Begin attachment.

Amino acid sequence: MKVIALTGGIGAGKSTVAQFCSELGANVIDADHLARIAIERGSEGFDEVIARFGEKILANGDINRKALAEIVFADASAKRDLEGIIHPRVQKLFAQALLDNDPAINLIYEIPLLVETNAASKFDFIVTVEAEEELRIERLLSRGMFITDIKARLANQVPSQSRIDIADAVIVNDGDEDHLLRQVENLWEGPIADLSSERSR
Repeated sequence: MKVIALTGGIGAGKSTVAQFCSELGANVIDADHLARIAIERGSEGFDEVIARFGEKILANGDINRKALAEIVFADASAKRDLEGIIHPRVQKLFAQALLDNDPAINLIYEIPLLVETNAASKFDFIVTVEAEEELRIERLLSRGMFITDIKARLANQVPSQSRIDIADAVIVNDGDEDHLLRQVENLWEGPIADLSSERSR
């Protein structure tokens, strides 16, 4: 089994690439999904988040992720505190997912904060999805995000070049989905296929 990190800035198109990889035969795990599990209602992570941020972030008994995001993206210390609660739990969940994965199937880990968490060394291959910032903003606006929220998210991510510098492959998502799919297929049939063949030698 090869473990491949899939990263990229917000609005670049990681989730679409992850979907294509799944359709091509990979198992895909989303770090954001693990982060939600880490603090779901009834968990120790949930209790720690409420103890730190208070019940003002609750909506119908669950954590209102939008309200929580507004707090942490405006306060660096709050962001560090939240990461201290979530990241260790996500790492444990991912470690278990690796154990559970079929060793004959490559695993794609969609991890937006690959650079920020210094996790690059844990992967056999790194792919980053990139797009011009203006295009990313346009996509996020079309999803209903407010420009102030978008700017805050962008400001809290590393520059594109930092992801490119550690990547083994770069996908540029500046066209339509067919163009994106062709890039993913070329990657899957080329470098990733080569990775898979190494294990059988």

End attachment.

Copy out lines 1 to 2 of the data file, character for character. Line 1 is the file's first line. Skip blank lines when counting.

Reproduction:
Amino acid sequence: MKVIALTGGIGAGKSTVAQFCSELGANVIDADHLARIAIERGSEGFDEVIARFGEKILANGDINRKALAEIVFADASAKRDLEGIIHPRVQKLFAQALLDNDPAINLIYEIPLLVETNAASKFDFIVTVEAEEELRIERLLSRGMFITDIKARLANQVPSQSRIDIADAVIVNDGDEDHLLRQVENLWEGPIADLSSERSR
Repeated sequence: MKVIALTGGIGAGKSTVAQFCSELGANVIDADHLARIAIERGSEGFDEVIARFGEKILANGDINRKALAEIVFADASAKRDLEGIIHPRVQKLFAQALLDNDPAINLIYEIPLLVETNAASKFDFIVTVEAEEELRIERLLSRGMFITDIKARLANQVPSQSRIDIADAVIVNDGDEDHLLRQVENLWEGPIADLSSERSR